Karl Spencer Lashley Award

The Karl Spencer Lashley Award was established in 1957 by a gift from Dr. Lashley, a member of the Society and a distinguished neuroscientist and neuropsychologist. The award is to be made in recognition of work on the integrative neuroscience of behavior. At the time of his death, he was Emeritus Research Professor of Neuropsychology at Harvard University and Emeritus Director of the Yerkes Laboratories of Primate Biology in Florida. Lashley's contemporaries considered his experimental work as daring and original. His entire scientific life was spent in the study of behavior and its neural basis, or as he phrased it: "the discovery of principles of nervous integration which are as yet completely unknown". His famous experiments on the brain mechanisms of learning, memory and intelligence helped inaugurate the modern era of integrative neuroscience.



David W. Tank
"in recognition of his pioneering application of intracellular recording and two-photon microscopy in awake animals, which has revealed new insights into the neural circuits underlying cognition."



Edvard and May-Britt Moser
"in recognition of their discovery of grid cells in entorhinal cortex, and their pioneering physiological studies of hippocampus, which have transformed understanding of the neural computations underlying spatial memory."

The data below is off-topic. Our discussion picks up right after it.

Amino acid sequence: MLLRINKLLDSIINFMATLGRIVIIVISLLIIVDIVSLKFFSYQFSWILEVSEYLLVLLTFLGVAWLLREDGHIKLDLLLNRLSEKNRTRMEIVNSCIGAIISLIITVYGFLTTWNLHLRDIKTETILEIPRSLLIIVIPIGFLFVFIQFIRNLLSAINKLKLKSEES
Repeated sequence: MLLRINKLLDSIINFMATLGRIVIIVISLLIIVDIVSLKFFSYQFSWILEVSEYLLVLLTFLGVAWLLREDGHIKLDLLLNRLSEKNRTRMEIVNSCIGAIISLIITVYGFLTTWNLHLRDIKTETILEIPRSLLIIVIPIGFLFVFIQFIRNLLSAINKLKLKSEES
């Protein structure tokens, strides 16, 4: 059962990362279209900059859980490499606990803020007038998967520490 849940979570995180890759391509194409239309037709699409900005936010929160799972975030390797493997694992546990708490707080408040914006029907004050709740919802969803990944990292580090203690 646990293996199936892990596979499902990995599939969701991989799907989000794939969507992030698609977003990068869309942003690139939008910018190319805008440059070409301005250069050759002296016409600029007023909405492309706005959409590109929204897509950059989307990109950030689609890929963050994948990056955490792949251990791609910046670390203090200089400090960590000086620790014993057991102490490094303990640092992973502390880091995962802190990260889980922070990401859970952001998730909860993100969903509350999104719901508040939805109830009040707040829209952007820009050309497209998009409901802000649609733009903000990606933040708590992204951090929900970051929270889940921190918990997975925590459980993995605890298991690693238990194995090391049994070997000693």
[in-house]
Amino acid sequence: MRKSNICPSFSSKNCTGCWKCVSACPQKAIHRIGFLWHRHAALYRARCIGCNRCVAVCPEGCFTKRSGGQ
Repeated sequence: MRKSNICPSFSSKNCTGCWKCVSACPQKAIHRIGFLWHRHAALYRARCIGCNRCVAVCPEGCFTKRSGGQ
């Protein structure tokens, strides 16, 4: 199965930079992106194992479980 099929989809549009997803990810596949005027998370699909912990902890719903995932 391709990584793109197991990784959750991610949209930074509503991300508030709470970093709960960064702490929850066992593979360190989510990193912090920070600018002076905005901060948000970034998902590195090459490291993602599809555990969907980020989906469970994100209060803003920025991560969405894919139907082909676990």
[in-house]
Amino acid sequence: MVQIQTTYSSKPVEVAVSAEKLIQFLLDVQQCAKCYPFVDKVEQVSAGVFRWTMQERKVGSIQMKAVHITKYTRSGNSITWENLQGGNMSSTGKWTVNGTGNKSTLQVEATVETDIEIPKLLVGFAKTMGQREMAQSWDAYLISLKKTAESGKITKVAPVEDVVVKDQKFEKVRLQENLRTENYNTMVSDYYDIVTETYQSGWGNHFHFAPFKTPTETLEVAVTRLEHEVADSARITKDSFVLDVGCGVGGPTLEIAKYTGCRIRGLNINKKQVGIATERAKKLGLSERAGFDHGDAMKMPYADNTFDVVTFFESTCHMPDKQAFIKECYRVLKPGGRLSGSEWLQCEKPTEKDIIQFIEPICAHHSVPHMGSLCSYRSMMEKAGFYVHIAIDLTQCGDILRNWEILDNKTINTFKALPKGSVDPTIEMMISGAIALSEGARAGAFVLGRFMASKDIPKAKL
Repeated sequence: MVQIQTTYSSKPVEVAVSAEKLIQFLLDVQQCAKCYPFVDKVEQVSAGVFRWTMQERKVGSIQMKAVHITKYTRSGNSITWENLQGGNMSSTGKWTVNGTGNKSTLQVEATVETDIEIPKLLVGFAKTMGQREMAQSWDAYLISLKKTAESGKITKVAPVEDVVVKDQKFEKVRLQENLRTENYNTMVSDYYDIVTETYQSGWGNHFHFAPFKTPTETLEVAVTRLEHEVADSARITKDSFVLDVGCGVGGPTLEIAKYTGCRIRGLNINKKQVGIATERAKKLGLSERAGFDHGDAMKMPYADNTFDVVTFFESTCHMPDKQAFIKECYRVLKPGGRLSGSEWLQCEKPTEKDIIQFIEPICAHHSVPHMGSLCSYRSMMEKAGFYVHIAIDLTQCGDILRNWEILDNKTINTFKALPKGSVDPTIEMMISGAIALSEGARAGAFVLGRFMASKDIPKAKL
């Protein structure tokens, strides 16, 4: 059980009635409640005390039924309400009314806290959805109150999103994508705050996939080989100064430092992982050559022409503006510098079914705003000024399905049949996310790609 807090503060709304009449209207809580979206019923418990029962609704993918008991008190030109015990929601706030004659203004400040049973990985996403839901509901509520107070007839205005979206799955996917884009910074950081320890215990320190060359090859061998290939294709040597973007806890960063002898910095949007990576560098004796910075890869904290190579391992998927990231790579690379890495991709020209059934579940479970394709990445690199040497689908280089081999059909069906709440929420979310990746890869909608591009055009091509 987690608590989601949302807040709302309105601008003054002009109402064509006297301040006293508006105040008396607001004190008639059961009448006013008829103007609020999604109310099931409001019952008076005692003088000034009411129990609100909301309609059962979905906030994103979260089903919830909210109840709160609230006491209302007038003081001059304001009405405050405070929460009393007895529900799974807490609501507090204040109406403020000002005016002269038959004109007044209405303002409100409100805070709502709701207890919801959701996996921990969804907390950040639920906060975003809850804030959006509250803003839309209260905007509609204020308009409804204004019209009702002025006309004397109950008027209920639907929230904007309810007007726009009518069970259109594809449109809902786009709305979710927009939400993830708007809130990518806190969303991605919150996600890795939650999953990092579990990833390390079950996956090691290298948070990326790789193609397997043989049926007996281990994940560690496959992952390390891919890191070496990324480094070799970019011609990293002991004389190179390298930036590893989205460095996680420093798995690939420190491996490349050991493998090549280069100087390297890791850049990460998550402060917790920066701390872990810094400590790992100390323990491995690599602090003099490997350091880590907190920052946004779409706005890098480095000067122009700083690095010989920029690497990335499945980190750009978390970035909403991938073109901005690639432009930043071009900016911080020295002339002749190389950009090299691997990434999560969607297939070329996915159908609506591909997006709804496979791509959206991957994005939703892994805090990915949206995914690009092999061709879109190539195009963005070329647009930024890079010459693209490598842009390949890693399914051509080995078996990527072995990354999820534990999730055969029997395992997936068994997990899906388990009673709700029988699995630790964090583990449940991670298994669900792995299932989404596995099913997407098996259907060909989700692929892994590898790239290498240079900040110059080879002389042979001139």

J. Anthony Movshon
"in recognition of his studies of how neurons in the cerebral cortex process visual information and how cortical information processing enables seeing."



Eve Marder

"in recognition of her comprehensive work with a small nervous system, demonstrating general principles by which neuromodulatory substances reconfigure the operation of neuronal networks."



Joseph E. LeDoux

"in recognition of his seminal studies of the neural mechanisms of emotional learning, particularly fear learning and fear memory."



William T. Newsome

"In recognition of his pioneering studies of the primate visual system demonstrating the relation between perception and the activity of individual neurons."



James L. McGaugh

“In recognition of his comprehensive study of the biological processes that modulate the formation and consolidation of memory.”



Eric Knudsen

"In recognition of his comprehensive study of visual and auditory perception in the owl and for his elucidation of how the auditory map is calibrated by the visual system during development."



Richard F. Thompson

"In recognition of his distinguished contributions to understanding the brain substrates of learning and memory."



Jon H. Kaas

"In recognition of his comprehensive analyses of the primate cerebral cortex, its evolution, functional organization, and plastic response to injury."